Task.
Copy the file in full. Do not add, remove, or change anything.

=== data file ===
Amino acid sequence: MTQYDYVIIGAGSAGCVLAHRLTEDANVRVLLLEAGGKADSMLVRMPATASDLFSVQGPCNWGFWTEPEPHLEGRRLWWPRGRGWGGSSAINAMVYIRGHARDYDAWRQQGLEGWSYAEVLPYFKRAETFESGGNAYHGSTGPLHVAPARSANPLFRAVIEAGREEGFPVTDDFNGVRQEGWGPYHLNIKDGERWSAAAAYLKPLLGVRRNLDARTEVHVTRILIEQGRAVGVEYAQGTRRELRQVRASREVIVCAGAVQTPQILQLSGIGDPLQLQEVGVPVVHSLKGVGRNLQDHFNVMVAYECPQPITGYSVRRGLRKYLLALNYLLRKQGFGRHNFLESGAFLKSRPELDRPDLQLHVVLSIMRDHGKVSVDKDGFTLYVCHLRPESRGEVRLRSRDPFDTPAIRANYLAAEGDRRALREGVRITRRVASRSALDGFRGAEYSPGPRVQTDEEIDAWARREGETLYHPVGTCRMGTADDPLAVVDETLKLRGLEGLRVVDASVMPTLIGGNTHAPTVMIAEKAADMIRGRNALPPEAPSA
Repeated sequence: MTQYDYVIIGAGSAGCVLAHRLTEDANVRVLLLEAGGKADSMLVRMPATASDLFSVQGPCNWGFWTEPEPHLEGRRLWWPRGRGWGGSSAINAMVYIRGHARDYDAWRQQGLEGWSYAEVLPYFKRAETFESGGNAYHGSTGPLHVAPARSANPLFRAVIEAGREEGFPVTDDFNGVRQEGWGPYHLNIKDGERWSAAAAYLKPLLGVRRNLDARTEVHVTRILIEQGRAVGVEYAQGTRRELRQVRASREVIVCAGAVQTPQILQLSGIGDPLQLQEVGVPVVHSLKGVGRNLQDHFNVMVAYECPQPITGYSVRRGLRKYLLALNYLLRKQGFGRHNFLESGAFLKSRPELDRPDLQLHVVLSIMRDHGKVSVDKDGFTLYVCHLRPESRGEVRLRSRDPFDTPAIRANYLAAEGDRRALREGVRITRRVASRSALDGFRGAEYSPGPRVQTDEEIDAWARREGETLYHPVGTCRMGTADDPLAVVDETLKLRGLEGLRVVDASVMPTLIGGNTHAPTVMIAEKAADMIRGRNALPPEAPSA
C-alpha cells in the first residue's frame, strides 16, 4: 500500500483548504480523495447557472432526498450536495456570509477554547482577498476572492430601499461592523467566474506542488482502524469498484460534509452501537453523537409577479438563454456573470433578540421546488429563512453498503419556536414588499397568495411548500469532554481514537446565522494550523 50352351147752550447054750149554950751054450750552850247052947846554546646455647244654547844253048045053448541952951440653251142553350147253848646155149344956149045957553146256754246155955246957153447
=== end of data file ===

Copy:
Amino acid sequence: MTQYDYVIIGAGSAGCVLAHRLTEDANVRVLLLEAGGKADSMLVRMPATASDLFSVQGPCNWGFWTEPEPHLEGRRLWWPRGRGWGGSSAINAMVYIRGHARDYDAWRQQGLEGWSYAEVLPYFKRAETFESGGNAYHGSTGPLHVAPARSANPLFRAVIEAGREEGFPVTDDFNGVRQEGWGPYHLNIKDGERWSAAAAYLKPLLGVRRNLDARTEVHVTRILIEQGRAVGVEYAQGTRRELRQVRASREVIVCAGAVQTPQILQLSGIGDPLQLQEVGVPVVHSLKGVGRNLQDHFNVMVAYECPQPITGYSVRRGLRKYLLALNYLLRKQGFGRHNFLESGAFLKSRPELDRPDLQLHVVLSIMRDHGKVSVDKDGFTLYVCHLRPESRGEVRLRSRDPFDTPAIRANYLAAEGDRRALREGVRITRRVASRSALDGFRGAEYSPGPRVQTDEEIDAWARREGETLYHPVGTCRMGTADDPLAVVDETLKLRGLEGLRVVDASVMPTLIGGNTHAPTVMIAEKAADMIRGRNALPPEAPSA
Repeated sequence: MTQYDYVIIGAGSAGCVLAHRLTEDANVRVLLLEAGGKADSMLVRMPATASDLFSVQGPCNWGFWTEPEPHLEGRRLWWPRGRGWGGSSAINAMVYIRGHARDYDAWRQQGLEGWSYAEVLPYFKRAETFESGGNAYHGSTGPLHVAPARSANPLFRAVIEAGREEGFPVTDDFNGVRQEGWGPYHLNIKDGERWSAAAAYLKPLLGVRRNLDARTEVHVTRILIEQGRAVGVEYAQGTRRELRQVRASREVIVCAGAVQTPQILQLSGIGDPLQLQEVGVPVVHSLKGVGRNLQDHFNVMVAYECPQPITGYSVRRGLRKYLLALNYLLRKQGFGRHNFLESGAFLKSRPELDRPDLQLHVVLSIMRDHGKVSVDKDGFTLYVCHLRPESRGEVRLRSRDPFDTPAIRANYLAAEGDRRALREGVRITRRVASRSALDGFRGAEYSPGPRVQTDEEIDAWARREGETLYHPVGTCRMGTADDPLAVVDETLKLRGLEGLRVVDASVMPTLIGGNTHAPTVMIAEKAADMIRGRNALPPEAPSA
C-alpha cells in the first residue's frame, strides 16, 4: 500500500483548504480523495447557472432526498450536495456570509477554547482577498476572492430601499461592523467566474506542488482502524469498484460534509452501537453523537409577479438563454456573470433578540421546488429563512453498503419556536414588499397568495411548500469532554481514537446565522494550523 50352351147752550447054750149554950751054450750552850247052947846554546646455647244654547844253048045053448541952951440653251142553350147253848646155149344956149045957553146256754246155955246957153447